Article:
On September 8, 1989, "Late Night With David Letterman" hosted actress Shelley Winters -- promoting her PG-rated weeper "An Unremarkable Life" with Patricia Neal -- and NBC sportscaster O.J. Simpson. The Hall of Fame running back was about to start a season of the NFL on NBC and also was in the midst of a resurgence of his acting career; he'd just been in The Naked Gun, was a featured regular on HBO's "1st and 10" and recently appeared in a guest spot on NBC drama "In the Heat of the Night," starring Carroll O'Connor.
His second career, as a public personality and a pitchman and a sort-of actor, was in full swing, and Simpson's demeanor on Letterman's show is one of someone who hasn't a worry or care in the world.
Simpson is sort of charming in a cocksure way as he jokes about getting stopped by the California Highway Patrol (by Erik Estrada, presumably) for driving 170 mph in his Ferrari Testarossa. The whole point of the segment seems to be "O.J. Simpson is rich and fantastic and has so many wonderful toys that he just can't help but abuse them. Wouldn't you?" -- but the most telling takeway from the conversation is how lightly he takes the notion of breaking the law and having a police officer accost him for it. This is not telling because of what would happen five years later. This is telling because of what had happened eight months earlier.
Eight months earlier, after a New Year's Eve party, Simpson and his wife Nicole Brown Simpson had an argument at their estate in Brentwood, and Nicole called the police. When they arrived, Brown emerged from the bushes screaming, "He's going to kill me! He's going to kill me!" You can get a full account of the incident, including an animation showing the police arrival and where Nicole was hiding from O.J., on one of the many Simpson-case-obsessed sites still floating around the Internet.
The police arrested Simpson and four months later -- four months before the Letterman episode -- he pled no contest to spousal abuse and had to do 120 hours of community service and serve two years of probation. The couple released a statement saying, "Our marriage is as strong as the day we were married, if not stronger," and the mainstream press brought it. Most publications didn't even write about the arrest, and those that did emphasized Simpson "setting the record straight" about the whole misunderstanding. Simpson and his handlers did such a good job dealing with the incident that he could go on David Letterman four months later and joke about being pulled over by the police going 170 miles per hour in his fancy sports car, and no one thought to put two-and-two together. No one even knew to be mad at him.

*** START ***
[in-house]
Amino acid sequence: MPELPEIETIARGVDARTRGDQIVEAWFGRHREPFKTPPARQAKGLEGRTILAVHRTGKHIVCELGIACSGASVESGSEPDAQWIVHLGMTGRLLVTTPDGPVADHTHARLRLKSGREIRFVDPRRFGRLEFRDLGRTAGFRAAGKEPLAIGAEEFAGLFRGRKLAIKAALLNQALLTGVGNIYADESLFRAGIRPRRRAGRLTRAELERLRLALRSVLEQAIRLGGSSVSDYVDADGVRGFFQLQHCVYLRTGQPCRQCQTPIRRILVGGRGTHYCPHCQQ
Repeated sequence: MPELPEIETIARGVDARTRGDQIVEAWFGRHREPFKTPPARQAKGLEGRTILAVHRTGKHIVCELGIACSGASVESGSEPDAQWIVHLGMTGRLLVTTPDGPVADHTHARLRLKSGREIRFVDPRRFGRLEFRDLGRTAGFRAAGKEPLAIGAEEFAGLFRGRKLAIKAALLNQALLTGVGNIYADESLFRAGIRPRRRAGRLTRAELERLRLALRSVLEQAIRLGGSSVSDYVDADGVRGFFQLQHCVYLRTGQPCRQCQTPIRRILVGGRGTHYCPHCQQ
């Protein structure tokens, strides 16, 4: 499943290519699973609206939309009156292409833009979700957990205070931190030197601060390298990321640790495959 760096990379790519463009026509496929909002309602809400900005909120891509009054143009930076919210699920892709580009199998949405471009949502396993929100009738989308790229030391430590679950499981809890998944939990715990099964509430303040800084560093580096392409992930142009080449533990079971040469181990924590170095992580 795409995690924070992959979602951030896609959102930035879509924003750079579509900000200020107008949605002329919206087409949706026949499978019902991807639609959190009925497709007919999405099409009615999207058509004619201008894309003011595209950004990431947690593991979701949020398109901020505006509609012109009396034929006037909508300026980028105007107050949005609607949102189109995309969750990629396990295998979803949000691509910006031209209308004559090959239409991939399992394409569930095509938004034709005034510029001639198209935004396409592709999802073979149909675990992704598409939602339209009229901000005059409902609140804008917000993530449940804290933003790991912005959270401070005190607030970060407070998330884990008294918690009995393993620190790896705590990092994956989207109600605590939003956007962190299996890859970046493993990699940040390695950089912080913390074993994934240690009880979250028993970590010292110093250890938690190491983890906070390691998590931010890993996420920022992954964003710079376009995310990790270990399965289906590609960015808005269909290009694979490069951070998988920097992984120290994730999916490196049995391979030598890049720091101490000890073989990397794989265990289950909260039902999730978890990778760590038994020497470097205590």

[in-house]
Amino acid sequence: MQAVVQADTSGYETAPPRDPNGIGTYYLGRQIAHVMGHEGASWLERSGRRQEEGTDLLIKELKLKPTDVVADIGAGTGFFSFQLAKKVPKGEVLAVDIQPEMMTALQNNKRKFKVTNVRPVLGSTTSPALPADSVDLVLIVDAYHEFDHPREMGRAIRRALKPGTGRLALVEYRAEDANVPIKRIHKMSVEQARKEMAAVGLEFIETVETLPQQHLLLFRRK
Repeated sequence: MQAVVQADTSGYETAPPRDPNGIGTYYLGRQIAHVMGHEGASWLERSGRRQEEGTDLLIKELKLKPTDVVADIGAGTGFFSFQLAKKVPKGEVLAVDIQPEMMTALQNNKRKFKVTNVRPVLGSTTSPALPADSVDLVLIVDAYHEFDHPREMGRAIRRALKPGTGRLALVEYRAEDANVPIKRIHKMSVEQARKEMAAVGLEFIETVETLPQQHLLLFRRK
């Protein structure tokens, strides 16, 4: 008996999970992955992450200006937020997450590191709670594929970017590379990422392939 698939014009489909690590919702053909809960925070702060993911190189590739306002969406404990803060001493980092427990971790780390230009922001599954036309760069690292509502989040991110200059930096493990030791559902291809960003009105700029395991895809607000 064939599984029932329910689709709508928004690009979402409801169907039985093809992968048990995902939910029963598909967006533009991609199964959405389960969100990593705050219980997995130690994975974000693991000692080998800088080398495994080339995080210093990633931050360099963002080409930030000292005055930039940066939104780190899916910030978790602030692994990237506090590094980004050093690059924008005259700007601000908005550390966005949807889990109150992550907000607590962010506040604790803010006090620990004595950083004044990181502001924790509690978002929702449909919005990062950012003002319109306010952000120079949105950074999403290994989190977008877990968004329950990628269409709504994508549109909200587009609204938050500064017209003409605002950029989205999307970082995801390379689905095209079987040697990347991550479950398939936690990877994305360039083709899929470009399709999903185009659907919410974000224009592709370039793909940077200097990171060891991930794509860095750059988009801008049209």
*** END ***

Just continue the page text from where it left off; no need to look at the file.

That was 25 years ago. But it might as well be 1,000 years ago.
Last night, under the cover of darkness, the Minnesota Vikings announced that star running back Adrian Peterson was being placed on the exempt list, barring him from all team-related activities until his child abuse case is resolved. (He will still be paid his full salary during time away from the team, which at $11.5 million is not the worst compromise if you're Adrian Peterson.) This was a reversal of their previous position, which was to suspend him only for last week and then to have him back on the field for Sunday's game against New Orleans. It might seem strange for a team to reverse such a monumental decision less than 24 hours after making it, but by last evening, such a reversal seemed inevitable.
This was because, like everything else, the Vikings' bottom line was threatened. The Radisson hotel chain, aghast that their logo was in the background of the Vikings' defending of Peterson, pulled out as a Vikings sponsor. Nike yanked Peterson's jersey off its shelves, and, in the most thunderous move of all, Anheuser-Busch -- the league's biggest sponsor -- released a statement yesterday saying they were "increasingly concerned" and "are not yet satisfied with the league's handling of behaviors that so clearly go against our own company culture and moral code. We have shared our concerns and expectations with the league."